Even though it’s a sad thing when a person passes away, it’s good to share memories of their life. It’s good to remember what kind of person they were and the things they accomplished and overcame.
We have the chance to do that once again.
The Grand Ole Opry announced that Jean Shepard passed away September 25 at the age of 82. She had been in hospice the previous week.
As the only female Opry member to reach 60 years of membership, Shepard started with the Opry in 1955 and last made an appearance in November 2015. (The cherry on top was that she also earned a spot in the Country Music Hall of Fame).
When she got the news of her Opry membership, the then-Opry manager Jim Denny gave her the news.
“Jim was making some announcements to the DJs and the media,” Shepard said, “And he said, ‘By the way, we would like to welcome the newest member of the Grand Ole Opry, Jean Shepard. Happy birthday, Jean.’ And what a thrill.”
Shepard has not regretted her time with the Opry, to say the least.
“The Opry has been a most important part of my life and my career,” Shepard says on the Opry’s website. “I hope that I have brought to the Opry something that was good for everyone and for country music because the Opry was good for me.”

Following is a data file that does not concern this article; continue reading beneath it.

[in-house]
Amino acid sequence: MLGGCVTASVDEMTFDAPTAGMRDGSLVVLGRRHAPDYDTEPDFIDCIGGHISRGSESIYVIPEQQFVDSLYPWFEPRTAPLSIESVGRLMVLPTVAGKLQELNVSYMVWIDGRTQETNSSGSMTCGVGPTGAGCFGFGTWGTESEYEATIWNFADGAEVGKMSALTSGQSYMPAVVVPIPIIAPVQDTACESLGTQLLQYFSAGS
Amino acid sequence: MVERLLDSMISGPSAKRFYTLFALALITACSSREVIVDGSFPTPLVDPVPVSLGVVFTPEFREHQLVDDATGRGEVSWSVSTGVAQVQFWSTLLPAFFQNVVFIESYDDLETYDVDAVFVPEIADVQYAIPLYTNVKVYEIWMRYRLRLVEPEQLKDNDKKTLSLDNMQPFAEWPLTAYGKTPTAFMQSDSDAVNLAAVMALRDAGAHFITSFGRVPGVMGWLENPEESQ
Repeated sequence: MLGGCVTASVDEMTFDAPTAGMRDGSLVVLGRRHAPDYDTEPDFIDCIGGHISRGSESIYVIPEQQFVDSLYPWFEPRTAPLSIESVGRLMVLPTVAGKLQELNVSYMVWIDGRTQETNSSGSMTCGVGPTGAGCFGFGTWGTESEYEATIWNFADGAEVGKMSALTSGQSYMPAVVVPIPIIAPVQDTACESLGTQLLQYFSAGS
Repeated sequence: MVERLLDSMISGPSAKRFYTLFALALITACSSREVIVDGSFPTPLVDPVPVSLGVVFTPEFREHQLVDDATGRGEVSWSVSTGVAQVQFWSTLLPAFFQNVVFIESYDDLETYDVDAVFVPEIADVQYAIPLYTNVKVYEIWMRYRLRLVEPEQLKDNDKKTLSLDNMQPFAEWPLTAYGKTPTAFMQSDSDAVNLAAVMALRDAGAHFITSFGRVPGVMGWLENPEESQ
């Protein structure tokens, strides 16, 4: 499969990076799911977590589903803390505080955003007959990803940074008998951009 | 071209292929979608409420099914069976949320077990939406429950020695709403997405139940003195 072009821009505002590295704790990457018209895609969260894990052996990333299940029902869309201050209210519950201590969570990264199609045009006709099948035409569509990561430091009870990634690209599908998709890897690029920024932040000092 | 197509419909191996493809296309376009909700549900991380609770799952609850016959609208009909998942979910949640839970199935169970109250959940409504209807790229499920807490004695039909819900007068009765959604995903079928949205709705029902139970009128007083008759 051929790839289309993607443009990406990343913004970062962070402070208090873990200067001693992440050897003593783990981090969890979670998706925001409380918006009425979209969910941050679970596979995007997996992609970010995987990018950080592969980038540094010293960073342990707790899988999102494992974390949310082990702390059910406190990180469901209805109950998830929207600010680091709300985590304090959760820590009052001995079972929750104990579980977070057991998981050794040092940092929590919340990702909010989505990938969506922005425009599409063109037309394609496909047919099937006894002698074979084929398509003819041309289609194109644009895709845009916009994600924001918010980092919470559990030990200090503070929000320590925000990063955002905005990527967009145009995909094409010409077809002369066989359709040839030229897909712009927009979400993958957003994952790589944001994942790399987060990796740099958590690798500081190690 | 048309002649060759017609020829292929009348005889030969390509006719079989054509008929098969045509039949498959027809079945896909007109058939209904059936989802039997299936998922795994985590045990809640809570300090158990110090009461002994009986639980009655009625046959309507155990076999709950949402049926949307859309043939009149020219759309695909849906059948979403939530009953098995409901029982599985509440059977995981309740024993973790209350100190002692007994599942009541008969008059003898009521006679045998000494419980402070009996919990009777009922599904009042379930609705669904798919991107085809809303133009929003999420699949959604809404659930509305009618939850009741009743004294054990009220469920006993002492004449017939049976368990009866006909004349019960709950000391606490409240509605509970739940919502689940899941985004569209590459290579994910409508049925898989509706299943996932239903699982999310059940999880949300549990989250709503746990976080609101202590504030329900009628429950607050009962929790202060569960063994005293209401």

The Opry says: Yes, Jean, you’ve given us more than we could ask for.
“The Opry family is truly saddened by the news of Jean’s passing,” said Pete Fisher, Vice President and General Manager of the Grand Ole Opry. “Although we will miss Jean’s presence on the Opry stage, she has left us the wonderful gift of her music which will be remembered for generations to come.”
Jean Shepard — born Ollie Imogene Shepard — began her great life in Oklahoma and grew up in Visalia, California, as one of 10 children. When she was 14 years old, Hank Thompson noticed her singing and playing bass in an all-girl band she started, Melody Ranch Girls. This led to her getting in front of Capitol Records and eventually being a trailblazer for other solo female artists in the country music world.
The Opry’s website says “there was really no precedent in country music for a young woman recording and touring on her own rather than as a member of a family team, couple, or as a band’s ‘girl singer.'”
Her hit song “A Dear John Letter” with Ferlin Husky was the very first song after World War II that featured a female vocalist and sold a million copies. Other songs she wrote that became hits include “Second Fiddle (To An Old Guitar),” “A Satisfied Mind,” and “Slippin’ Away.”